Walking through the warehouse in north Kent, you see work tables set up with smiling workers at each station. Some are counting creamer containers into small bags for a catering company. Others are fulfilling orders of STEM boxes for kids. All are happy to be at work earning a paycheck and gaining work skills and experience. This is SKCAC Industries and Employment Services, a company that helps people with developmental disabilities get work experience and ultimately, jobs out in the community.
Fifty years ago, parents of adult children with developmental disabilities, after fighting hard to get them included in the public school system, realized there was no where for the kids to go once they graduated. A group of parents, educators and businesses came together in 1967 to start a not-for-profit corporation with the goal of helping people with disabilities become an integrated part of our society, calling it South King County Activity Center, now known as SKCAC.
SKCAC has changed and grown in how it delivers on its mission over the years. Government money started to dwindle in the ‘80’s, so they made the transition from a social service organization into a manufacturing based business. Their first contract was with NW Airlines to clean and re-tip headsets for the pilots. This job lasted over 25 years.
By the ‘90’s, they had built and owned their current 33,000 square foot manufacturing facility in Kent. In the 2000s, SKCAC successfully instituted new programs for providing employment services for people with disabilities and finding individual employment in the community.
Debbie Meyers was asked to become the new Executive Director in May of 2011. At this time the business name was changed to SKCAC Industries and Employment Services to better reflect the full range of services provided. Today, governed by a volunteer board of trustees. SKCAC provides training, employment, job seeking and placement opportunities for adults with intellectual and developmental disabilities. Their next change is turning the production area into a training program and ramping up placing participants out in the community.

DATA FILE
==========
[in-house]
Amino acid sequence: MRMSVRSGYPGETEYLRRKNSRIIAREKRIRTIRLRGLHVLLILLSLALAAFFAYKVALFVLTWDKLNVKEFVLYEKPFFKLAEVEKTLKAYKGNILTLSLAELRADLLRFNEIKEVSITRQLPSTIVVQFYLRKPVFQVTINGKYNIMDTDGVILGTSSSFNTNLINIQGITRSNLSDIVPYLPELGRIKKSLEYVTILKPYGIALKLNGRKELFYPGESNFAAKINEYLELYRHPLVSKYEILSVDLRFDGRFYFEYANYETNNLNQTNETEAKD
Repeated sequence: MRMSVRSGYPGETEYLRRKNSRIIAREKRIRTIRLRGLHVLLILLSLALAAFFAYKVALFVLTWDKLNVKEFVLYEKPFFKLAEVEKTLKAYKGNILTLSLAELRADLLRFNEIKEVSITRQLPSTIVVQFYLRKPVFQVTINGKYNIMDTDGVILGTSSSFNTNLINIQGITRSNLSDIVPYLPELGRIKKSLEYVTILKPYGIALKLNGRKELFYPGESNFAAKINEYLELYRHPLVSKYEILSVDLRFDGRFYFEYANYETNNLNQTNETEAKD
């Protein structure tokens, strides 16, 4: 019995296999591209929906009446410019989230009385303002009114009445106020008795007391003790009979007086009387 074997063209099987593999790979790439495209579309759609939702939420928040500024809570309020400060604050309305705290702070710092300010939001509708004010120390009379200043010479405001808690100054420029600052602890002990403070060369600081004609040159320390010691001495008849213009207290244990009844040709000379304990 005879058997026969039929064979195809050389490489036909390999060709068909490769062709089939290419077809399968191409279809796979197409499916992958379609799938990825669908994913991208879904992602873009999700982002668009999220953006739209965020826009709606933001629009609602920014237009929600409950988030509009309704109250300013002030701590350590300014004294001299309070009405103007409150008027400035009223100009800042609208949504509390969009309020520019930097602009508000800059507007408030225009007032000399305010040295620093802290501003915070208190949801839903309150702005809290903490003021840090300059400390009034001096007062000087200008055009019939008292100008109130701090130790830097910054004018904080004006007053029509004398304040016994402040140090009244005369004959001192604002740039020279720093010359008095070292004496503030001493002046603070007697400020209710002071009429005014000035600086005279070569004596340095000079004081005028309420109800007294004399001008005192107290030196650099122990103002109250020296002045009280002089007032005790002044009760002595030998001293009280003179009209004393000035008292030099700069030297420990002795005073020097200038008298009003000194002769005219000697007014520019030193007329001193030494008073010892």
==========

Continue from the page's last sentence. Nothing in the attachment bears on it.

SKCAC’s main mission is: “Empowering people with developmental disabilities through gainful employment opportunities.”
For many, SKCAC provides the opportunity to participate in productive work, earn wages, increase self-esteem and gain independence. Their production operation provides employees with the opportunity of coming to work each day to learn packaging and assembly skills and gain work experience. Some examples of the jobs they do are making the seed sticks for the Woodland Park Zoo (using glue that won’t hurt the birds), cutting bubble-wrap to length and packaging it for their longest running customer, Pioneer Packaging, and assembling boxes that a machine just can’t put together.
Their community-based employment services assist the job seekers to explore opportunities, find and keep jobs as productive members of our community. They also have a community access program which gives participants the opportunity to join in on retirement activities.
About 80 program participants from throughout the South King County area, work in house either full or part time, and about 55 participants have been placed in jobs in the community. The great part of their program is the employers do not have to pay any fees, just the person’s wages, and SKCAC sends out people to support the participants. They specialize in customized jobs, bringing just the right person to do jobs employers would rather not have to have their other employees stop to do, like breaking down boxes, scanning documents, or wrapping silverware for table settings.
Meyers has been with SKCAC for over 35 years. She has instilled in her staff that you have to be passionate about this job to do well at it. You also need persistence to get a yes from businesses because you hear a lot of nos. The most challenging part of her job is getting their story out and getting employers to see that employing people with disabilities is not cumbersome, and SKCAC provides any support needed.
At this time, they are working with about 150 businesses between the production and employment services divisions. Some of the businesses in Kent that are taking advantage of this program are: Duke’s Chowder House, Panther Lake Safeway, City of Kent, Kent Library (volunteer position), Applebee’s, Arbor Village, Advanced Billing System, Kent Fred Meyer, Mitzel’s, Goodwill Outlet, Children’s Therapy Center, and Transdev.
Meyers said they have a lot of support in Kent, from the Mayor, the police, to the firefighters, City Council and state legislators. Her favorite part of the job is the people. They are really passionate about elevating people with disabilities to be included in the community.
“You have to do it one person at a time,” Meyers said, a Kent resident herself. “Right where you live, work and play.”